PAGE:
Muslims … always in your face. They just have to be a goddam obnoxious nuisance. There is much better technology available to call the muslims to prayer … like an activation of the smart phones they all have. Feel a buzz up your nightshirt? Then get onto your knees and pray. That way muslims get notified and everyone else is spared the divisive bile laden howling of the imams. But no … they will not change because they know that non muslims are pissed off with having islamic culture forced down their throats.

  3. bill says:

    Set up banks of high power PA systems, like Oasis or Led Zeppelin used and drown out the imamic wailings with very loud heavy rock music.

  4. Angela_K says:

    This call to prayer nonsense is as mad as the continued use of church bells in the UK. It may be a surprise to the religious, but cheap time-pieces have been available for many years. And, if the sticking your arse in the air several times a day is so important, buy a watch you cheapskates.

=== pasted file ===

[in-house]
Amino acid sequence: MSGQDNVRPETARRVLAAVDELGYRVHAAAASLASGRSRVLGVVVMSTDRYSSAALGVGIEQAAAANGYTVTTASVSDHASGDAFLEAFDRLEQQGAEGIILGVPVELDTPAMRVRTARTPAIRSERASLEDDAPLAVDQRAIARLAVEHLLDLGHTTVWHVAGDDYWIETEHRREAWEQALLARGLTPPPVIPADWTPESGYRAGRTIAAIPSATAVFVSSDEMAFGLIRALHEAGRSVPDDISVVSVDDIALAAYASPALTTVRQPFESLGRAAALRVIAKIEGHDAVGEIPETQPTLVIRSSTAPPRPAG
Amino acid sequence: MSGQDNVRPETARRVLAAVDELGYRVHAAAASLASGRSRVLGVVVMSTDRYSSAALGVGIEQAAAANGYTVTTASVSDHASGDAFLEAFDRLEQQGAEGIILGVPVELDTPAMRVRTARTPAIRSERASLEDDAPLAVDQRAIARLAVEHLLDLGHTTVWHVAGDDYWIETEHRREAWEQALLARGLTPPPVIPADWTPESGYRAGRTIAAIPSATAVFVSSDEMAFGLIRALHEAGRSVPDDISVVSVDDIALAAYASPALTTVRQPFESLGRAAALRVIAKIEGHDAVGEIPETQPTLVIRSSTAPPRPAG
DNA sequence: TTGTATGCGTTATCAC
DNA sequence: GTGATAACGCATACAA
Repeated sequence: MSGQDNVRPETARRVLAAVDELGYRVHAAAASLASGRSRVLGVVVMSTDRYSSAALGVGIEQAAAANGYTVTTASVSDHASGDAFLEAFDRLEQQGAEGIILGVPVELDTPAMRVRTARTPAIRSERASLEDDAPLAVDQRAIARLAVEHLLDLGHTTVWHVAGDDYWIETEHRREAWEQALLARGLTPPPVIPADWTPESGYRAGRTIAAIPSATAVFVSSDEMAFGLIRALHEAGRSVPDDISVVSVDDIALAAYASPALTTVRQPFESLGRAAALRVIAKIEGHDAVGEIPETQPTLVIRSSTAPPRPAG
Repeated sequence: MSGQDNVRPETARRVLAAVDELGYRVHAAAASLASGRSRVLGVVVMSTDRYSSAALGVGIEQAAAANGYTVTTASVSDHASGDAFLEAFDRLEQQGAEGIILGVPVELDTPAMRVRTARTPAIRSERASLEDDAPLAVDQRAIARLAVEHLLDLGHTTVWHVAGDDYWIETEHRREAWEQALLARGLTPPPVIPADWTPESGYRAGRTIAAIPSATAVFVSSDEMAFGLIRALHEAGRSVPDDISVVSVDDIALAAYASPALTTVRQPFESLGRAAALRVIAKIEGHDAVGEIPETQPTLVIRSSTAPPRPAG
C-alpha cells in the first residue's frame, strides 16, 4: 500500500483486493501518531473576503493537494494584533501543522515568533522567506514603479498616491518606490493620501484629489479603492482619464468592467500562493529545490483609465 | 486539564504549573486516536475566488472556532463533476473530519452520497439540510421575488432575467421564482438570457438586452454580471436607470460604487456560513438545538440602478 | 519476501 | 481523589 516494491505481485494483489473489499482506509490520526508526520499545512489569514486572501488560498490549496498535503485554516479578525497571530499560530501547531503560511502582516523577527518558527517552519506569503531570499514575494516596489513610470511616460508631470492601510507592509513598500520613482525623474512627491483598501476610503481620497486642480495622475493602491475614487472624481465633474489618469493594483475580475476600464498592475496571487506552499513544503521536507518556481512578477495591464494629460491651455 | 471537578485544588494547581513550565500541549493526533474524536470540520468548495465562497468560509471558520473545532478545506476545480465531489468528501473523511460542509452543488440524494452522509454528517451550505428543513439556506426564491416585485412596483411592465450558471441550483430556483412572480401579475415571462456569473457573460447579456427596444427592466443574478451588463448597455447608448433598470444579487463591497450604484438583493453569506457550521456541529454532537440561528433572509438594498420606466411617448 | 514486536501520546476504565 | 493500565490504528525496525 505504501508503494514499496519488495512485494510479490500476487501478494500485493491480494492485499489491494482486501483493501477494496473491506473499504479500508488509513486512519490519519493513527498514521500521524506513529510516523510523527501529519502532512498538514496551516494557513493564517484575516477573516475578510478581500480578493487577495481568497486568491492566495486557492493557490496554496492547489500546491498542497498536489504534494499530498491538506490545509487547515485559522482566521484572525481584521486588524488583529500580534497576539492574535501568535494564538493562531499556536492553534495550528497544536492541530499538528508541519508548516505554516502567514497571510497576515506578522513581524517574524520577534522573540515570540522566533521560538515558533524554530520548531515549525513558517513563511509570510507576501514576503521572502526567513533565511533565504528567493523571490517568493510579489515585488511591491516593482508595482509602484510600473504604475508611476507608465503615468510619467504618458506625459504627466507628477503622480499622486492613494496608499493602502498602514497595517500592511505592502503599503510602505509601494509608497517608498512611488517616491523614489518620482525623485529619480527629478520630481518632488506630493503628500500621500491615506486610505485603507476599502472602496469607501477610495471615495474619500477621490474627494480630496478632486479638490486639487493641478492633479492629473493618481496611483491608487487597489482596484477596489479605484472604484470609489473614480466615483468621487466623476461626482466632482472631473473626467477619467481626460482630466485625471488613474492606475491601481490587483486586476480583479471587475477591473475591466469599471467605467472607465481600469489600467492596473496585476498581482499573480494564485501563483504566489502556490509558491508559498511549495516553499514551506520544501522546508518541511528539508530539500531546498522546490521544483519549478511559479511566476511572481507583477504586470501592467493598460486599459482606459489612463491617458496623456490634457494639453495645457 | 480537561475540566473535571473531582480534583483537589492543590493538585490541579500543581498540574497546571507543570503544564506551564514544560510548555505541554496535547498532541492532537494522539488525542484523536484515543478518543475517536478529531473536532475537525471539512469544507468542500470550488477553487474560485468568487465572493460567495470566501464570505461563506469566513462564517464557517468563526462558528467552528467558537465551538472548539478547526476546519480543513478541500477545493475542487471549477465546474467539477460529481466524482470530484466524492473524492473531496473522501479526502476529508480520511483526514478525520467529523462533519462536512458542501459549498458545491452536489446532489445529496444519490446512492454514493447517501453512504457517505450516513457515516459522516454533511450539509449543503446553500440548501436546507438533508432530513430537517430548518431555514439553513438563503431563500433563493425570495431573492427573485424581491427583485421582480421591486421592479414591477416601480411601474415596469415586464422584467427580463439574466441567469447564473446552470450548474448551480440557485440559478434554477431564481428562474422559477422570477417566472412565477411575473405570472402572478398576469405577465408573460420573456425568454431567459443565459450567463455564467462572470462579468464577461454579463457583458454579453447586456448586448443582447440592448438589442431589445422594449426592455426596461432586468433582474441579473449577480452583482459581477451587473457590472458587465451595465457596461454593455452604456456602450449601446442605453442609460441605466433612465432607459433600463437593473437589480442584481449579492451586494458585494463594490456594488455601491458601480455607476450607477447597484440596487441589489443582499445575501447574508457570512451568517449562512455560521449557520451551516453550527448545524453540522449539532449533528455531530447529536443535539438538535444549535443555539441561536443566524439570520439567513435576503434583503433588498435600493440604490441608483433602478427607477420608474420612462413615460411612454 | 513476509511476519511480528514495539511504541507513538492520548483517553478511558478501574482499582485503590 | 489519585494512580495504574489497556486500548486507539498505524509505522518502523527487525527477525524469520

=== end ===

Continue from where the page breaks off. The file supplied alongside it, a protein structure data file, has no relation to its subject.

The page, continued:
5. Laura Roberts says:

    What the hell did they use before there was electronic amplification?

  6. L.Long says:

    Actually Bill that is a good idea. If the silly muslins want their noisy crap, then we can have ours and when the gov’mint tries to enforce noise ordinances, we just point to the mosques and say after them!!!!! And if the gov’mint does nothing to mosques and stops us then that is also illegal and sue the pants off them!!!

  7. Vanity Unfair says:

    To bill:
    Turned up to 11?

    I note that electric and electronic church bell systems are now available and used .
    http://www.smithofderby.com/assets/PDF-Heritage/BellChiming+SoundA2.pdf
    http://www.verdin.com/carillons/
    Somehow, the thought of real people pulling on real bell ropes makes the noise less objectionable, to me at any rate. I wish they would play tunes though. (I studied at Loughborough. They have a carillon in the park for secular use.)

  8. Dionigi says:

    I think the muslims should be able to have their culture, stop all modern PA systems and make them climb the tower to call the faithful to prayer and stop them broadcasting the sermon.